Calculate your actual Brewhouse Efficiency: On each session that I do, I'll do this and write it down. Later I'll average the efficiency out and use that for future use. My average efficiency is 80% and I use that to formulate my recipies. Works out great!


You're right, and I do. I was just hopin' for something better than 64% :( It's baffling to me as I'm very dilligent about making sure I get a good crush, my strike/target temps are correct, and calculate my volumes to get as close to 50% of my target volume from each of my two runnings. !@#$! It's enough to drive me crazy! In any case, you're right. I should just roll with it, figuring that 'my system is my system' and just adjust my recipes accordingly...but I'd still like to increase my !@#$ efficiency! :x

wottaguy wrote:You need to find out exactly what your evaporation rate is.


No doubt,...not sure how this was so off the mark,...I'm gonna do some boilin' to test this out.

wottaguy wrote:What are you considering as "Dead Space in the Tun"? This adjustment is for calculating any liquid left in the tun that cannot be collected, as I understand it. Personally, I don't use this setting at all and make my adjustments after each session by taking notes. After you learn what your system is doing, it will become second nature to know what volumes you can expect and then you can adjust your recipe accordingly.


You're probably right. I probably have introduced too many variables into my BTP calculations and need to scale it back - just let BTP formulate my targets and take mental notes on how I know my system handles things i.e. deadspace(s), runnoff, volumes,...etc.

wottaguy wrote:I always work up a larger batch that is required, as I siphon the clear wort out of the kettle (from the top down..I never use that spigot..!!) and typically leave behind between 1 - 2 gallons of trub/hops etc! When I make a Pilsner I sometimes leave behing 3 gallons or so...talk about trub!! So this must be accounted for in the session!


Absolutely! I learned this the hard way after brewing up a IIPA and transfering from the spigot to the fermenter,...ended up with 5.5 gallons of 'sludge'! Never again,...I now take the time to patiently rack off the top of my kettle and follow the top of the fluid all the way down to the settled mass of trub on the bottom - works out fantastic!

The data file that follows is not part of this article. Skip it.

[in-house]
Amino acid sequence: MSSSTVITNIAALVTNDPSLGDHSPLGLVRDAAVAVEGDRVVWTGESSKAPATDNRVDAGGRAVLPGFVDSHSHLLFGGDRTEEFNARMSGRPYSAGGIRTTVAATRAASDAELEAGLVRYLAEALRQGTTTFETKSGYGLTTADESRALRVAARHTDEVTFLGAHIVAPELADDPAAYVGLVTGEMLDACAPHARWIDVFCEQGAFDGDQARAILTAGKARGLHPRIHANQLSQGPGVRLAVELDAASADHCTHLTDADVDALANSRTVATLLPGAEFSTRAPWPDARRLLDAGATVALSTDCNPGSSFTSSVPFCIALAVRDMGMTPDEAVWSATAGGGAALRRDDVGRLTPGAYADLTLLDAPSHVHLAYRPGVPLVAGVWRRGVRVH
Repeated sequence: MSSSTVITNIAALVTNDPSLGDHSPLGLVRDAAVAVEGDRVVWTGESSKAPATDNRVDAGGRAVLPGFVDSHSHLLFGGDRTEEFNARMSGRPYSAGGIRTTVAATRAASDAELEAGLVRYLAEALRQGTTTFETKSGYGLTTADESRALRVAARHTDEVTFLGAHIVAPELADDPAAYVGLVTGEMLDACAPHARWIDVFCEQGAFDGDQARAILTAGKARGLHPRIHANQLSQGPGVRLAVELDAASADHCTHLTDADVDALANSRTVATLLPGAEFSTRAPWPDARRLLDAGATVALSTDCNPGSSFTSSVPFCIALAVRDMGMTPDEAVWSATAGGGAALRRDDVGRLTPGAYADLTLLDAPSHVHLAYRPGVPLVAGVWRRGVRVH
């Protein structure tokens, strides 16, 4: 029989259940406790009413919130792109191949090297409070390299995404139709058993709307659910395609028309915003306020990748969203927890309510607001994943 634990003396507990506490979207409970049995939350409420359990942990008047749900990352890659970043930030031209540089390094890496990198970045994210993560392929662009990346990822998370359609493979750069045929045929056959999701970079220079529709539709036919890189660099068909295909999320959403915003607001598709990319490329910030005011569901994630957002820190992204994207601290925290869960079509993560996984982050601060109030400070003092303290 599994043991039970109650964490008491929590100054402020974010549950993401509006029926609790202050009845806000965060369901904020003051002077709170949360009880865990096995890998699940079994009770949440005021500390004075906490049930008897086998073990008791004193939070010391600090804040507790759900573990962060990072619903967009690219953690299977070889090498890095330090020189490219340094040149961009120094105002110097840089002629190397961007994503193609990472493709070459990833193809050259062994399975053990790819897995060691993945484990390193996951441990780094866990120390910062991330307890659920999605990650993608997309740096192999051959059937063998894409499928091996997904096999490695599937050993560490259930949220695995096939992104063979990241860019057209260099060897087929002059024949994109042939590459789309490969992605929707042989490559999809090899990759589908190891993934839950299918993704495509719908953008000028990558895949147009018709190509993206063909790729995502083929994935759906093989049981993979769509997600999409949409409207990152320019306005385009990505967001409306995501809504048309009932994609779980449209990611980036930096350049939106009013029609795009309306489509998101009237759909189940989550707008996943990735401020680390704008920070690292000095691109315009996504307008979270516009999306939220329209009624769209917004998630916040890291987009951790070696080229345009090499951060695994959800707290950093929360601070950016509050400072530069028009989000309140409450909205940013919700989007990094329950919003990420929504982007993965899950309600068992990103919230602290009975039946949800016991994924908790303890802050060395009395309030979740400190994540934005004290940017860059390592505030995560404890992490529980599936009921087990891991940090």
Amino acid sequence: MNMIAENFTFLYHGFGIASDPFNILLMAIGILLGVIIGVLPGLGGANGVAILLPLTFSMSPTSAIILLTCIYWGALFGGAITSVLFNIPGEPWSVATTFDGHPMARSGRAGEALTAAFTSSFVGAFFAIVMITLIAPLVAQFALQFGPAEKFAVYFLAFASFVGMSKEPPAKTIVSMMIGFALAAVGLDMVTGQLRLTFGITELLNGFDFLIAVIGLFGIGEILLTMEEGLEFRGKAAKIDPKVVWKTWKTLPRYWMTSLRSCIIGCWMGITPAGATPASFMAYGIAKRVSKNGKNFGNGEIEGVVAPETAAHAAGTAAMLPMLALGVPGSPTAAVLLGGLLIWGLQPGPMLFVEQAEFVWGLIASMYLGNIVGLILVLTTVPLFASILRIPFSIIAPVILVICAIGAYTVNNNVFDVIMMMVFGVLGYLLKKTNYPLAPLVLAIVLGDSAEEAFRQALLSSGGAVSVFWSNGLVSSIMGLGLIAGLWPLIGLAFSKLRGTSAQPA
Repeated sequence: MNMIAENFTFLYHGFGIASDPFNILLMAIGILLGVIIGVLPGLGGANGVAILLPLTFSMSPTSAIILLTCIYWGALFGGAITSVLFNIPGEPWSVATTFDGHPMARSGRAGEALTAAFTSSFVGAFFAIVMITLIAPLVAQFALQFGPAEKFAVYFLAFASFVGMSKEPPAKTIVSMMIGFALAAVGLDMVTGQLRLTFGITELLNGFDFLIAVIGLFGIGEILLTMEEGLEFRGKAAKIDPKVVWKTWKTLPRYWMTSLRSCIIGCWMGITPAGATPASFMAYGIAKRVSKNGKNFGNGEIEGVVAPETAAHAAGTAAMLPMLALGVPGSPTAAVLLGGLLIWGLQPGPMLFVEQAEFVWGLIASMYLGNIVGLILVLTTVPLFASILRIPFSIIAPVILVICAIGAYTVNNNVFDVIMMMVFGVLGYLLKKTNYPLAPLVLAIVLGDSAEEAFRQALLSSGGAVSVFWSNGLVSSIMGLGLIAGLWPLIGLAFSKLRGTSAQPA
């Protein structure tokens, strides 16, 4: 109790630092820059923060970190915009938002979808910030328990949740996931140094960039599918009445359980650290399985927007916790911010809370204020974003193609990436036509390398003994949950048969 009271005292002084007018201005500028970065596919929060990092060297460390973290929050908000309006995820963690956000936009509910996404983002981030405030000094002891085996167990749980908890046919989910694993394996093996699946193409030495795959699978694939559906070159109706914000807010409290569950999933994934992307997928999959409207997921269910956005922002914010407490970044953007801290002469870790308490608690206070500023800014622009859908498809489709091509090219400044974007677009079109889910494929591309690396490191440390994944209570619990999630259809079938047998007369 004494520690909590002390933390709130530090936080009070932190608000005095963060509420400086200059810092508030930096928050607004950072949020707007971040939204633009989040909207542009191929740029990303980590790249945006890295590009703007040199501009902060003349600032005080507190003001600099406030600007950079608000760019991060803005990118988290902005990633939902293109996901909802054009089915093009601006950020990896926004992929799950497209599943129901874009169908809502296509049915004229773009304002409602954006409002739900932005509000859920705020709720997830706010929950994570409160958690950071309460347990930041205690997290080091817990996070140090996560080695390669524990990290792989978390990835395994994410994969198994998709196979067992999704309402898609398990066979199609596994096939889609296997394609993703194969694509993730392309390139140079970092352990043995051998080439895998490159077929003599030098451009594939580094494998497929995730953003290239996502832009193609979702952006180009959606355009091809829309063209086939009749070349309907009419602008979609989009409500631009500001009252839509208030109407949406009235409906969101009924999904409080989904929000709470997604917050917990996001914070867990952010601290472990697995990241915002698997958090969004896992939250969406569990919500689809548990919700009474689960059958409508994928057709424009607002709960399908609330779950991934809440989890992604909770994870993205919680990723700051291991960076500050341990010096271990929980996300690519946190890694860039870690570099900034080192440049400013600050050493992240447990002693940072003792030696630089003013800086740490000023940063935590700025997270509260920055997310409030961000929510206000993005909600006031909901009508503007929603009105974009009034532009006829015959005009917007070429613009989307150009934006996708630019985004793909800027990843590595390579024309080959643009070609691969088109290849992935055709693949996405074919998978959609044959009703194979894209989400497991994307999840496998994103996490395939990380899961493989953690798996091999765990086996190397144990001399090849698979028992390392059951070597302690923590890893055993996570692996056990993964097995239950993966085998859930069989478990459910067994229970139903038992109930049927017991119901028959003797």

wottaguy wrote:Sounds like you are Batch Sparging and is OK! You'l need to get a handle on your efficiency numbers!


Yeah,...as I stated above, I'm taking great pains to maximize them, but am unsure of what I'm doing wrong :? It's perplexing as I'd think I would be at least in the 70% range.

wottaguy wrote:Other than that, your session seemed to go as planned and should produce a real nice beer. I hope that you are controlling your fermentation temperatures, as that will make or break the final product.


Yeah,...I think it will be, and YES, it's in a bathroom that's at 68F,...bubbling like crazy! In fact, I got up last night about 3am to, uh,...see a man about a horse :D and checked in to see how it was doin' and the top of the fermentation bucket (big 7.5 gallon) was BULGING from the pressure! I ran to the brew-house (corner closet) and grabbed makings for a blow-off tube and sanitized them quickly. When I pulled the 3-piece airlock, the bucket SPEWED hoppy krausen all over the bathroom,...and I mean ALL over - I had to stand on the toilet to clean up some spots on the ceiling! :mrgreen: In any case, it's rollin' along like a champ,...gonna let it do it's thing for about 10 days, rack it to a secondary and dry hop the hell out of it for about 3 weeks.